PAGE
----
These policies do not come from the office of the presidency. They come from a dysfunctional congress.

So if you are frustrated with the conduct of government call your congress men and women and tell them to get it right for a change.

TMF

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#74
In reply to #62

Re: deflation or devaluation

11/22/2008 7:19 PM

toomuchfun,

more rubbish. i have no desire to put words in your mouth. what comes out of your mouth is bad enough. you are just wrong, wrong, wrong.

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#61
In reply to #57

Re: deflation or devaluation

11/22/2008 12:14 PM

Yup Yup Yup agh..

The values of our homes were inflated, and on the surface that seems as we also gained easy profit. However our property taxes jumped to rediculas levels and we paid them, now our sudden wealth has been reversed. Our homes are now worth less than they might have been before this debacle because the market is flooded with homes being dumped on a crowded real estate market by these same lenders that were so freely lending money to folks that can not afford to repay..

Nope nope nope you can't lose what you never had...

OUR CONGRESS, is takeing the steps to ease the PAIN of those at the top, and spread PAIN amongst who had nothing to do with the creation of this crisis to begin with, "Don't you know."

Nope nope nope

Our republican majority congress of 1999 proposed a change of the restrictions enacted to prevent a recurrences of the 1929 stock market crash and then pres. Clinton signed it into law.

Currently our congress allowed the executive branch to bully them into approving this onerous bailout package considering the powers recently granted to the Treasury Secretary.

The system isn't broke, but it certainly needs a tune up.

Nope nope nope

The system certainly isn't broke nor does it need a tune up but we the people sure do. We need sit up and pay attention, maybe CSPAN isn't enough. We may need and interactive solution based system fostering use of our system of government DUH! We may need to communicate using our system of government by making our points of view known, by telling your City Councilman, Mayor, Governor, Representative, Senator and President. Use the civilian change of command get involved!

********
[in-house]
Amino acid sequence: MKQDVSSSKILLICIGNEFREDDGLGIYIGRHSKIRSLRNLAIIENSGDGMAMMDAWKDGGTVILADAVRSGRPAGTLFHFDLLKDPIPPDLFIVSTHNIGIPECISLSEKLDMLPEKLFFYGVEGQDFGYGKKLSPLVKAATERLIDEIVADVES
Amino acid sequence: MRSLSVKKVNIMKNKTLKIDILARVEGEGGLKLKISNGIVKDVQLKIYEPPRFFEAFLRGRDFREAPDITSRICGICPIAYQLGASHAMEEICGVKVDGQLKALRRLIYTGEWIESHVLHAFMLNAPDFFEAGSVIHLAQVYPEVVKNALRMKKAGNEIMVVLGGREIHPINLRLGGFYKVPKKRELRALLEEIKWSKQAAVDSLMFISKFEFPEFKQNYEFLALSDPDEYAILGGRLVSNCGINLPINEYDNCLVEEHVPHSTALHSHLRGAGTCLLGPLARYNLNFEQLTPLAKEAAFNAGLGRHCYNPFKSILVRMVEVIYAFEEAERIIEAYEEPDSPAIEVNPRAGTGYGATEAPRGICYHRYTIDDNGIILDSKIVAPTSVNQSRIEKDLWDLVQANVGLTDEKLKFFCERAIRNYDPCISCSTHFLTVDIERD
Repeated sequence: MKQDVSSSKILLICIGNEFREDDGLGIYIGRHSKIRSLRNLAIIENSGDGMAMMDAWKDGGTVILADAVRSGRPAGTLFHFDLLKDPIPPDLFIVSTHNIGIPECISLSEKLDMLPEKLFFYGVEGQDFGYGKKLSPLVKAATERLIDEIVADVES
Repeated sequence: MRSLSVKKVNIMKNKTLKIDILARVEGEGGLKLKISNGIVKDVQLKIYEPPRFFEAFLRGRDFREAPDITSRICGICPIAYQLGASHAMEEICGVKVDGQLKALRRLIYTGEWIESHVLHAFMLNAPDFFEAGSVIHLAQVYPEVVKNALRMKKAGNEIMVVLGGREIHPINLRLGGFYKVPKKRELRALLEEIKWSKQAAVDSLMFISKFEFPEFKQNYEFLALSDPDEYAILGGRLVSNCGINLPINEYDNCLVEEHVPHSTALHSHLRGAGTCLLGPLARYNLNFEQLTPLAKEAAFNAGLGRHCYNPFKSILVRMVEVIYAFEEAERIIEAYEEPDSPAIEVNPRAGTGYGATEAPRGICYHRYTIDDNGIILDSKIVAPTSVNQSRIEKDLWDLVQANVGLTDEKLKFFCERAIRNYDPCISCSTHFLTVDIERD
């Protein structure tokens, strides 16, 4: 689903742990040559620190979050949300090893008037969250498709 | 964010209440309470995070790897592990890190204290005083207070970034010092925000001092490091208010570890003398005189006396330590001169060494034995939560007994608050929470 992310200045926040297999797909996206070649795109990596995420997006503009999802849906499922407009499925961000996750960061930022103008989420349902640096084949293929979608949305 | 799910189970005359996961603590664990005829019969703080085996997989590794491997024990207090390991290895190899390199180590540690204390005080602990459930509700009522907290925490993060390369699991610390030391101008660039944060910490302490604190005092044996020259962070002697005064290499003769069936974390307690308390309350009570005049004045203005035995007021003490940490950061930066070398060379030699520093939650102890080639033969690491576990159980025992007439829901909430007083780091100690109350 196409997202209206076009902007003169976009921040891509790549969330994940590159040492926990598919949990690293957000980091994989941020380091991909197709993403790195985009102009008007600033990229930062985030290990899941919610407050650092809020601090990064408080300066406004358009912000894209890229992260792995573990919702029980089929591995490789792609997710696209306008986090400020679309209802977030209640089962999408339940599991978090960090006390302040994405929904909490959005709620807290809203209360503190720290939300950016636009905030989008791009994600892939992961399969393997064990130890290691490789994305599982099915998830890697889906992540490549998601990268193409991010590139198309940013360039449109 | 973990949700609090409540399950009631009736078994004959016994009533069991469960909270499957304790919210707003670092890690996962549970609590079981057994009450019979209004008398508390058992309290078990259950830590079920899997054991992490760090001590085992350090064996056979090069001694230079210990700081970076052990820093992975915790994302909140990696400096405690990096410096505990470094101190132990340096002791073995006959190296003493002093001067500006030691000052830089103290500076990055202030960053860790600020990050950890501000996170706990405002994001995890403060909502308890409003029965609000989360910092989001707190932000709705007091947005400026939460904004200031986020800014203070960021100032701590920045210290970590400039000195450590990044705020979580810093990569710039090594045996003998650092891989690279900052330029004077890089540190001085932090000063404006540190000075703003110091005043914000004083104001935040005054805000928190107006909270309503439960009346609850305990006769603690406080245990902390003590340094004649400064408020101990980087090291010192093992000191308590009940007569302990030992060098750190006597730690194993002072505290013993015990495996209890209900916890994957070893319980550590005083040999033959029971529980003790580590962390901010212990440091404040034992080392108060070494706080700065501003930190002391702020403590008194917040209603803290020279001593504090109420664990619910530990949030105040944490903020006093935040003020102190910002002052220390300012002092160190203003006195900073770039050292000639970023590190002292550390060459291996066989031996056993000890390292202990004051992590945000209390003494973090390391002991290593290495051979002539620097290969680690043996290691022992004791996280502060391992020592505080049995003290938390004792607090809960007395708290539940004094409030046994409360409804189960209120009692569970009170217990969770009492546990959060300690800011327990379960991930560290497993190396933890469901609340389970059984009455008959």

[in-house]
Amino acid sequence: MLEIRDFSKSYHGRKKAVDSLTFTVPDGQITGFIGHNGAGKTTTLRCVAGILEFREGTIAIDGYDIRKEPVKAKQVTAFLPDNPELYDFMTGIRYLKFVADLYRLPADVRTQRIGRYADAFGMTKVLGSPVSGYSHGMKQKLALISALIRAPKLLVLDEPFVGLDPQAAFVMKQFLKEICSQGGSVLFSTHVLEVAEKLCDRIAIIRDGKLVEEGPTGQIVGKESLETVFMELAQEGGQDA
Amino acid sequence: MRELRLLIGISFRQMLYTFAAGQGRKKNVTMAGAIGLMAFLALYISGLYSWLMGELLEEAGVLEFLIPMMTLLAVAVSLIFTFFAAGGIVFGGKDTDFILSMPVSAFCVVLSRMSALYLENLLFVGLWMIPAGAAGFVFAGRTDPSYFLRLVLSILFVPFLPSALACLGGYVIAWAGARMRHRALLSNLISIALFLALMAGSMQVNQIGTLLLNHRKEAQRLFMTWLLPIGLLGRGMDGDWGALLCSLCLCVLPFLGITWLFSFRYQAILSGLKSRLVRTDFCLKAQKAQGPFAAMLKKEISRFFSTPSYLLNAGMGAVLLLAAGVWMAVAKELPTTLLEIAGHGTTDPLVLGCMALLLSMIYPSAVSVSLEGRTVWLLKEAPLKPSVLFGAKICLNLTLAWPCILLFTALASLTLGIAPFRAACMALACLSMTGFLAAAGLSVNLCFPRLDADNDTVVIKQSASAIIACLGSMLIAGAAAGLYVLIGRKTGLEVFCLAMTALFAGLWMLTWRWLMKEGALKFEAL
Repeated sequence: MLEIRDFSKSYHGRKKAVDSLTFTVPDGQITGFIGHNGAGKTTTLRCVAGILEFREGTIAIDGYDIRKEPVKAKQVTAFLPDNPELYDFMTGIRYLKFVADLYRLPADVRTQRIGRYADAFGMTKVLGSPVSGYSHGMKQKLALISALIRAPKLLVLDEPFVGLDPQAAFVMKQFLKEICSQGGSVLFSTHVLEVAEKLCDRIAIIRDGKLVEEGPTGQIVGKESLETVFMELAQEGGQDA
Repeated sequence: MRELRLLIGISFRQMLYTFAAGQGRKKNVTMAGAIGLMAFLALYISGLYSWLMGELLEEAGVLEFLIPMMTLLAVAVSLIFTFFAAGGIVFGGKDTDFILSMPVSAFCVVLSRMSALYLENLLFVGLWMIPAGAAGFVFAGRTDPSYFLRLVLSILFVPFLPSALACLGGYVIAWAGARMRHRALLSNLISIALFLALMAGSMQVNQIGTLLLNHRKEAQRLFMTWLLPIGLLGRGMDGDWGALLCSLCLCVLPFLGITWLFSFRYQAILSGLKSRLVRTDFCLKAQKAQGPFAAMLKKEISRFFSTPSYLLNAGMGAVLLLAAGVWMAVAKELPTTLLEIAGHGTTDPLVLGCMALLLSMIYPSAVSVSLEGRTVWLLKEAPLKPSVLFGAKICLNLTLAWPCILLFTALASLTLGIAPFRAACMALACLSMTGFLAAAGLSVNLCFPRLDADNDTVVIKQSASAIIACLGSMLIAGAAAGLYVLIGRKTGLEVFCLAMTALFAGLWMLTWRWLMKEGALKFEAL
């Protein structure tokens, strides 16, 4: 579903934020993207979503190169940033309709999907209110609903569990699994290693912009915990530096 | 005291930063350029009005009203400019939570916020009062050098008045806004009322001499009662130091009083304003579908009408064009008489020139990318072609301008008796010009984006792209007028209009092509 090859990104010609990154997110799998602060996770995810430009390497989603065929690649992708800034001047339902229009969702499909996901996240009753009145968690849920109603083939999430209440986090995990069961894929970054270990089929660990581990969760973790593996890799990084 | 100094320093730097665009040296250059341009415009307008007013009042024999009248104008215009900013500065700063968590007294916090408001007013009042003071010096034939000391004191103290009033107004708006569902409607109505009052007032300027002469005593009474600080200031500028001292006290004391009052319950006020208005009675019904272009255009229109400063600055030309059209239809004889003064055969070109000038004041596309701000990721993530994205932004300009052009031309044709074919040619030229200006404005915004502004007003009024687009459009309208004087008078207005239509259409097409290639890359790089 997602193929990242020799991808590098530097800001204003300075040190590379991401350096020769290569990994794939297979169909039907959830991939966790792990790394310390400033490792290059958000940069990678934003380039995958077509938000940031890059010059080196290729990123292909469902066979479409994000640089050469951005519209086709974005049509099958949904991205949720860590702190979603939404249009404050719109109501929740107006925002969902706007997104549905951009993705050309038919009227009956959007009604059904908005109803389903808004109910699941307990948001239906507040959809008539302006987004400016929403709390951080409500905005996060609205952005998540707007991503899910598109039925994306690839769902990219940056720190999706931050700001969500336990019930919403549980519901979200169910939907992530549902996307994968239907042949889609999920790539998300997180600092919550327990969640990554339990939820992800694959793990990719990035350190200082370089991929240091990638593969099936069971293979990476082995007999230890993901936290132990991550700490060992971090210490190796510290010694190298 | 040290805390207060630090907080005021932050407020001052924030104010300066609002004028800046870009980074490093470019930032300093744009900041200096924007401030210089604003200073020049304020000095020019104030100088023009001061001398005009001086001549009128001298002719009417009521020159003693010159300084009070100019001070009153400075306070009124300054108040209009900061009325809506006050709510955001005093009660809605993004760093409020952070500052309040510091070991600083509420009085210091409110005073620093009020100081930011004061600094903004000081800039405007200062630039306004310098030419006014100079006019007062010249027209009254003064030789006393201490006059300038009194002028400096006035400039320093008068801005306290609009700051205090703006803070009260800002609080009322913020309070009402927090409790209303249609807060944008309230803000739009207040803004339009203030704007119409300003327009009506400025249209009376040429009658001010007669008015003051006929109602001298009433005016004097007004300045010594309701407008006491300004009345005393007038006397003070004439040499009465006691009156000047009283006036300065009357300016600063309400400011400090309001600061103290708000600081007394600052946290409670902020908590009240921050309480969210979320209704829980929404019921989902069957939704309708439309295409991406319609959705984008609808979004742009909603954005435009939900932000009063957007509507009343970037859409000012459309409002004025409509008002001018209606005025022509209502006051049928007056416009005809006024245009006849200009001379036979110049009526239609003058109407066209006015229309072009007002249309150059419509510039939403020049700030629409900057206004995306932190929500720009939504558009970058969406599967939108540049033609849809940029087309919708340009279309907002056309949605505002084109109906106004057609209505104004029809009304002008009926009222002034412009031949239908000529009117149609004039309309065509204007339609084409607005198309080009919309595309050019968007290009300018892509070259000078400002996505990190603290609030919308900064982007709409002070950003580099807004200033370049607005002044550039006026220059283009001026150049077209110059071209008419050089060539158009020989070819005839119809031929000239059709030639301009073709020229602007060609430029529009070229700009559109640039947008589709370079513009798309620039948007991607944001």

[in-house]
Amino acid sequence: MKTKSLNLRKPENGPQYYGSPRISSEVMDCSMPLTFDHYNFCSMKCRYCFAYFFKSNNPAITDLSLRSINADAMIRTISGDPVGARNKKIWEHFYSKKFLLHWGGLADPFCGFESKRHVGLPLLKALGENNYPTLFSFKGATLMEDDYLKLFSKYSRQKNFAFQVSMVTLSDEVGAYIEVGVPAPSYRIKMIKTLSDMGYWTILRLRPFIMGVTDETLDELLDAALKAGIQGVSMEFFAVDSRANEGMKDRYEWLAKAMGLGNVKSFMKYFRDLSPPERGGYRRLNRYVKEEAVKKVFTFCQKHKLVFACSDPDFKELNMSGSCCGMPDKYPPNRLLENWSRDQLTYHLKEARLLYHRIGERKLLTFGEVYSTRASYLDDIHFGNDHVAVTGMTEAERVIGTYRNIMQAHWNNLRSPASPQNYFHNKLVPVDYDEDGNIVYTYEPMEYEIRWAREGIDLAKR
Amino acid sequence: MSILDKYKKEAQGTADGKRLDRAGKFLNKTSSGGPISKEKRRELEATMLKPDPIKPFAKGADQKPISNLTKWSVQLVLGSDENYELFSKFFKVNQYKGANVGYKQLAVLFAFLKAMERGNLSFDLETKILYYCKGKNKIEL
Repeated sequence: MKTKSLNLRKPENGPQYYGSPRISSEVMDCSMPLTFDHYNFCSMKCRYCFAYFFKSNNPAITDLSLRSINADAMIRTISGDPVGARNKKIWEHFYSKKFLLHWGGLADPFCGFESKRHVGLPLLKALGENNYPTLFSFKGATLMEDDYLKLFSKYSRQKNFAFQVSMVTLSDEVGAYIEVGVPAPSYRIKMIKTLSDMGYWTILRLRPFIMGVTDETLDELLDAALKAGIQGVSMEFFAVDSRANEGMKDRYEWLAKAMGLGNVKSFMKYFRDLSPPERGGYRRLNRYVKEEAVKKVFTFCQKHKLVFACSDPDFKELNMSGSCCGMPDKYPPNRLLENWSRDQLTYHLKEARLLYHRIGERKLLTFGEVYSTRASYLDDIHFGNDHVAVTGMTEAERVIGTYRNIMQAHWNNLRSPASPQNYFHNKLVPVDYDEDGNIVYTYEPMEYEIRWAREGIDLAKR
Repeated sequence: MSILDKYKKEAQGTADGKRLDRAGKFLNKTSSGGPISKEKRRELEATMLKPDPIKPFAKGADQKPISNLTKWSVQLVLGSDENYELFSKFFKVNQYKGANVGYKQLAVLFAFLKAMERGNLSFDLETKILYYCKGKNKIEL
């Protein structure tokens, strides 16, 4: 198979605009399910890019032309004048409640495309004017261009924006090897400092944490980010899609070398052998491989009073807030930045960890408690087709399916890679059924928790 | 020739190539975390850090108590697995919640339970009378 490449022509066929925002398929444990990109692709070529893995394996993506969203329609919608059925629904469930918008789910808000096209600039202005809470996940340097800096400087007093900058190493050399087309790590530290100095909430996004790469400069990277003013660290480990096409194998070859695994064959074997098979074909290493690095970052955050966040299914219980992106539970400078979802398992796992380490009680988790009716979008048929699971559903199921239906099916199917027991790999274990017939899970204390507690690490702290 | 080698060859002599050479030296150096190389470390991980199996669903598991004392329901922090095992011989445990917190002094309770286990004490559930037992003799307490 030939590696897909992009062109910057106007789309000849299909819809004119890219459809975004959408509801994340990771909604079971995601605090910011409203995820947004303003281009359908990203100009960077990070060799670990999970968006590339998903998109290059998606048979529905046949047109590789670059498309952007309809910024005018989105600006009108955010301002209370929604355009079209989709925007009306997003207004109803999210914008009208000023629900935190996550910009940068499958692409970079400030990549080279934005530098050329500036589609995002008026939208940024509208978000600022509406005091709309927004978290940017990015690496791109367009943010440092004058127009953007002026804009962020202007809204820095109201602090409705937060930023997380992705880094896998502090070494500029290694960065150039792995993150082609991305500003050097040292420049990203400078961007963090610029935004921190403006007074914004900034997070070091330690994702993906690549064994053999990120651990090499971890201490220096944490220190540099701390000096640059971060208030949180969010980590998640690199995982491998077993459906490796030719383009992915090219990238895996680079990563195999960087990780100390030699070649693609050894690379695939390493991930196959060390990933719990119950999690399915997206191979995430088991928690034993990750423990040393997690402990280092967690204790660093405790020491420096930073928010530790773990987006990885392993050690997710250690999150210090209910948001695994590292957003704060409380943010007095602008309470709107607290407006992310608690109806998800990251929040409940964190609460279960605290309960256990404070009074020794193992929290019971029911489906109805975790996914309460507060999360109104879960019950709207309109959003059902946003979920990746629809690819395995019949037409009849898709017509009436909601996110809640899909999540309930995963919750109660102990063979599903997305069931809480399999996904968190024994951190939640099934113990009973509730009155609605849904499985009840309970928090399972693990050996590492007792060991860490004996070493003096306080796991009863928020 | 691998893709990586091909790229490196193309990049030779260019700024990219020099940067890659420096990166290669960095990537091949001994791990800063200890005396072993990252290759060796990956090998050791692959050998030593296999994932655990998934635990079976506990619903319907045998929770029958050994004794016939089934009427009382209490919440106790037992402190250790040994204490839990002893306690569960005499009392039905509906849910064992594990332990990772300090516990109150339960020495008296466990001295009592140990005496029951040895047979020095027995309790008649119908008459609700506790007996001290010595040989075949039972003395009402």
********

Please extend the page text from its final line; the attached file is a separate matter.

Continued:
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#63
In reply to #61

Re: deflation or devaluation

11/22/2008 1:07 PM

WE, JOE's and JANE's of the public elect a congress to get it right, not give it away. Before you go spouting off against the republican party, going all the way back to 1929, I suggest that you count up the years that congress was controlled by the Democrats and as an after thought count up the years that a democrat was present. Compare these against the years that we had a republican led govt. and the picture gets much more clear. I remember a Lyndon Johnson promise that there would be no excelleration in the number of our military in Vietnam, and turned around and increased the number by thousands. I am aware of a democratically controlled congress that would not let the military take the war to North Vietnam. I am aware of the gasoline shortage of the early seventies, and a democratically controlled congress and a peanut farmer from Georgia that were the power brokers that let that happen too. I ended up out of work for more than a year and a half, divorced, and broke. Prior to that experience I was a die hard democrat. As far as I am concerned the democrats can drop dead and take there socializim with them.

TMF

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#65
In reply to #63

Re: deflation or devaluation

11/22/2008 1:23 PM

Whoa up there

I'm making observations based on the "We the People" concept but realizing the people aren't paying attention.

It is we the people whom are disinterested in governance that are the responsible group. We cannot lay blame anywhere else.

I agree with most of what you've stated.

Cool down reread the post with an objective mind.

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#69
In reply to #63

Re: deflation or devaluation

11/22/2008 3:17 PM

Been there, yep that was the early 70's: hate Nixon vote Carter. I registered as a Democrat in 1968 then went on to vote for Billy Carter's brother in 1976. That is the LAST Democratic presidential candidate I have voted for. To this day, few things bring a similar chill as that memory. What the heck was I thinking? Answer: I wasn't. I was feeling. Right now the press is bragging up the scholastic achievements of all BO's appointees. These same groups of people have us converting (with Mr. Buffet's son's blessing) food acreage into ethanol acreage. Other than more out of control immigration and low prime loans, I don't know what else is needed but am fully confident that our appointed elite will continue their smart decisions record of the past. Oh, bankrupting the coal industry is clever, let's try that, we can always fly airplanes with windmill generated electricity. Yeah, kind of like that.